City Residents More Likely to Walk to Work, Use Transit: Survey

Thursday, September 22, 2011

New Yorkers fret about finding parking spots and traffic congestion, but it turns out city residents are most likely to walk or use public transportation to get to work.

New Yorkers in almost every neighborhood mostly take transit or walk to work, with the notable exceptions of the entire borough of Staten Island and eastern Queens, according to new data from the U.S. Census Bureau's American Community Survey.

A big chunk of Lower Manhattan residents — about a third — walk to work. No other neighborhood in the five boroughs came close to that number of walkers.  

Transit use has been steadily rising since 2006 — from 54.2 percent of New Yorkers in the five boroughs in 2006 to 55.7 percent in 2010.  The U.S. Census said that’s a statistically significant sample.   

By contrast, 22.7 percent of New Yorkers drive to work, down from 23.6 percent in 2006.  Fewer New Yorkers are also carpooling, down to 5.0 percent from 5.7 percent.  

The numbers on transit and personal car use in New York City buck a national trend. Across the country driving to work alone is up from 76.0 percent to 76.6 percent. Transit use, which had an uptick from 2006 to 2009, saw a decline between 2009 and 2010, from 5.0 percent to 4.9 percent. Carpooling and walking to work also declined during this one-year period.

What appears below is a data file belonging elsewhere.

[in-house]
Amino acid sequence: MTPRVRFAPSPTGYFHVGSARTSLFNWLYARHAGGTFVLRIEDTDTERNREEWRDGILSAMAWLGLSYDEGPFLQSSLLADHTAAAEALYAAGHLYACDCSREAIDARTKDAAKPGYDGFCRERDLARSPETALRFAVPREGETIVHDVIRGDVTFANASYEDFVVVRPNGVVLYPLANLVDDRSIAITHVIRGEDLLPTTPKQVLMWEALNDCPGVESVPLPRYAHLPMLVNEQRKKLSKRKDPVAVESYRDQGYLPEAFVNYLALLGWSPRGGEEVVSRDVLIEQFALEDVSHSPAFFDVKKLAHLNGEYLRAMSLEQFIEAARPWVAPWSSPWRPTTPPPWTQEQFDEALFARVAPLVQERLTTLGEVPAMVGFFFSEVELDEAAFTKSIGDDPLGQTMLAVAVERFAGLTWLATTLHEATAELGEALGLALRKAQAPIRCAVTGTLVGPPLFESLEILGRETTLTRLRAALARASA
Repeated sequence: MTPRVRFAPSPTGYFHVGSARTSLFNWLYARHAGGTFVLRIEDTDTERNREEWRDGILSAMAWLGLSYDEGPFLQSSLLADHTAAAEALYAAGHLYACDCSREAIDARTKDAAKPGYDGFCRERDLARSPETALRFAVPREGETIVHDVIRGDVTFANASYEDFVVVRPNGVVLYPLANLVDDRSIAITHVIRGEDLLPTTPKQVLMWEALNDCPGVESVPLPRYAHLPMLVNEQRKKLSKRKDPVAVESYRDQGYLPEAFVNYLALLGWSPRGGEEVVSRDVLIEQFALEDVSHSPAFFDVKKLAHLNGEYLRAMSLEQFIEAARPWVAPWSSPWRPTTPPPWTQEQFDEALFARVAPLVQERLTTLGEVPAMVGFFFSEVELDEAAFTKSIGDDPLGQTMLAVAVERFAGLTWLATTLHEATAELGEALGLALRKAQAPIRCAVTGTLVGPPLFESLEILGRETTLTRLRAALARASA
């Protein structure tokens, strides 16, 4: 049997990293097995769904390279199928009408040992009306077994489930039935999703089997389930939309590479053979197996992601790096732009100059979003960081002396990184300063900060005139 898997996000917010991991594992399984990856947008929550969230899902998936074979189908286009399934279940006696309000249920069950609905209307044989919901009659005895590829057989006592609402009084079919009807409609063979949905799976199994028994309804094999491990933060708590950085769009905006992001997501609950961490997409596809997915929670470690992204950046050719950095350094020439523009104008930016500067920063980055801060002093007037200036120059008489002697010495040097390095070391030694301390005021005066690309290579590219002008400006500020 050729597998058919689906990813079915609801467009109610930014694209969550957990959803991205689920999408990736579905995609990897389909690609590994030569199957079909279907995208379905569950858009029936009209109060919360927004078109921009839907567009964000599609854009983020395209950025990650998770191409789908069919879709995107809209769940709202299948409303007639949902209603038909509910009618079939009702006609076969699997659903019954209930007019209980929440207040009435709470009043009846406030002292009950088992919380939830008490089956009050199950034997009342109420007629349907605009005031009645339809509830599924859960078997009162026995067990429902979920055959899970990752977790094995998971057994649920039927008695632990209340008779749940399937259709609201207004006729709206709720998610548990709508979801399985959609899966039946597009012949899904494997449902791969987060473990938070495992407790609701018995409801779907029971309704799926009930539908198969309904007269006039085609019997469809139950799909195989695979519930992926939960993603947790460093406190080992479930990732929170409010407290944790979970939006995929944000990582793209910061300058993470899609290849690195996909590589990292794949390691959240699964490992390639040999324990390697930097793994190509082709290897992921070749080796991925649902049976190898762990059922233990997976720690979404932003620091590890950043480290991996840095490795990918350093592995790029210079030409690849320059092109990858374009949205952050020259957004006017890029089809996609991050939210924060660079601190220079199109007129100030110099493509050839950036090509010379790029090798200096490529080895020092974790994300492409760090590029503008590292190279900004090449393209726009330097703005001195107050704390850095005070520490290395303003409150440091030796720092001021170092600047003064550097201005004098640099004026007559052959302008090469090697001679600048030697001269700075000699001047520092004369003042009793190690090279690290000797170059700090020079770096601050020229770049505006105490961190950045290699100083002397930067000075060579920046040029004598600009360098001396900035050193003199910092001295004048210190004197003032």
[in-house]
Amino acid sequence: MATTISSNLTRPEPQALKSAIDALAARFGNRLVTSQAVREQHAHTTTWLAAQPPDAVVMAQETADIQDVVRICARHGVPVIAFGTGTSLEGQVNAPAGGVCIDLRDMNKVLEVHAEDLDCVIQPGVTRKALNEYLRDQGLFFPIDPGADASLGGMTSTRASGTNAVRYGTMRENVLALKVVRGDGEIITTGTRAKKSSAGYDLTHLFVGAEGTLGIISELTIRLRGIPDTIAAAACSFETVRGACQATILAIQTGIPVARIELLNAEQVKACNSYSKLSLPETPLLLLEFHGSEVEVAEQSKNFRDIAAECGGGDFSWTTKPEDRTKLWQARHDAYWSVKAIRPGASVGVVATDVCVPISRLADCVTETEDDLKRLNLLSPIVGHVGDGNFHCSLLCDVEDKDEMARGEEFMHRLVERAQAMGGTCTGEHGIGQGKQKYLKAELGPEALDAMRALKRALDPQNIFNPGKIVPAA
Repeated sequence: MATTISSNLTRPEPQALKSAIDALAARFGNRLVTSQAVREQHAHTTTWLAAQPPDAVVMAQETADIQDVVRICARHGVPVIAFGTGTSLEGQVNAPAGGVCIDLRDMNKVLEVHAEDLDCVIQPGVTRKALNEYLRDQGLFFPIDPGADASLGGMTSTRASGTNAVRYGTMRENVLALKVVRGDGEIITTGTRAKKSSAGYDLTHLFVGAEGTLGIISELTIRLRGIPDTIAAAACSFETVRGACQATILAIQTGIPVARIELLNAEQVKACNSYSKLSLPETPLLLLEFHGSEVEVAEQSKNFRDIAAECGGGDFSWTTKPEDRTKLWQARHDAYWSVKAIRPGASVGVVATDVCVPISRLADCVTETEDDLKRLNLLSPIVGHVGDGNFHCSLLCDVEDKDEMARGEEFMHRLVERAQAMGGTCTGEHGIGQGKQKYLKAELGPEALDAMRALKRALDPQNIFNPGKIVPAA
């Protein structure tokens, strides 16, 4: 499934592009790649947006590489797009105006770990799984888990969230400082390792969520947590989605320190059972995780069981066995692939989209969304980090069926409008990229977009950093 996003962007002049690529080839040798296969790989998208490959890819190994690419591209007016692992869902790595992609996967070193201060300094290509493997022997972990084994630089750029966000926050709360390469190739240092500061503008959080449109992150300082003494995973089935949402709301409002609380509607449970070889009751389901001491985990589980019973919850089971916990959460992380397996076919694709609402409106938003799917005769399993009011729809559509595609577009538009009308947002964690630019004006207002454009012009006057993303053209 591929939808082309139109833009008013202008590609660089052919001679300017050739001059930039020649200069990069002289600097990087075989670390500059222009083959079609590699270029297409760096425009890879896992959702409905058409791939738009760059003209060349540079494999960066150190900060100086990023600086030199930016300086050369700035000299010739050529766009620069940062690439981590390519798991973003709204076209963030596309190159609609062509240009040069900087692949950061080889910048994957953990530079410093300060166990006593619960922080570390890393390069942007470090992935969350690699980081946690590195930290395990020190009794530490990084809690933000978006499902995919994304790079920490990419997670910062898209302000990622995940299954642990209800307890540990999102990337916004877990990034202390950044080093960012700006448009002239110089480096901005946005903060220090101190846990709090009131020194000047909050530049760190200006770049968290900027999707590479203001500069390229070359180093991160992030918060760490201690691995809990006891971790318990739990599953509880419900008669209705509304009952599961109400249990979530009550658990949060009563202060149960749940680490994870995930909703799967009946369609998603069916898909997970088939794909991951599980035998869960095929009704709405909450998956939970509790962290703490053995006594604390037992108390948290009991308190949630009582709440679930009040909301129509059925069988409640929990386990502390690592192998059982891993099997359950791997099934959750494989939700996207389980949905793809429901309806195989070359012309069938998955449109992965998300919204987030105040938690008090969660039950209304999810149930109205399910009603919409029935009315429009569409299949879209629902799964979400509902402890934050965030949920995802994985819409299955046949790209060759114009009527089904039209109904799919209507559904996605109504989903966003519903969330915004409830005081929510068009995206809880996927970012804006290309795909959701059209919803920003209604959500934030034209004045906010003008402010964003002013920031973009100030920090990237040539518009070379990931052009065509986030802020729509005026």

Commute times have held more or less steady over this period.  The median commute for New Yorkers in the five boroughs is just under 40 minutes, compared to about 25 minutes nationwide.


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Comments [4]

Tim Evans

Good timing with this story -- I just wrote a similar post on my organization's blog about transit commuting in New Jersey. Consistent with your map, the places in New Jersey with the highest rates of transit commuting tend to be the ones with the best access to the transit system focused on Manhattan, while rates elsewhere in the state frequently are no better than the national rate of 5 percent. With such an extensive transit system available to it, it seems like New Jersey ought to be able to manage a higher rate of transit usage for people commuting within the state. But at least Hudson and Essex counties (home to Jersey City and Newark, respectively), both of which feature light-rail systems newly built or extended in the last decade, offer encouraging evidence of what can happen when New Jersey focuses on improving access to its own home-grown centers.

Sep. 22 2011 03:07 PM
Niccolo Machiavelli

Yeah Jim, I think we do need the Census Bureau to officiate in the numbers discussions. We must agree on numbers to go on to other value-freighted discussions. Sometimes we agree with the Census Bureau, in this case actually. Sometimes we disagree, like when they counted the residents of public housing for political apportionment purposes.

Sep. 22 2011 09:15 AM
Steve from Brooklyn

We clearly need to stop building all these car lanes. Especially since so many drivers flout basic traffic laws, speed, run red lights, and kill so many people.

We need wider sidewalks, bike lanes, and dedicated bus lanes.

Sep. 22 2011 09:02 AM
Jim from NYC

We need the Census Bureau to tell us this?

Sep. 22 2011 08:31 AM

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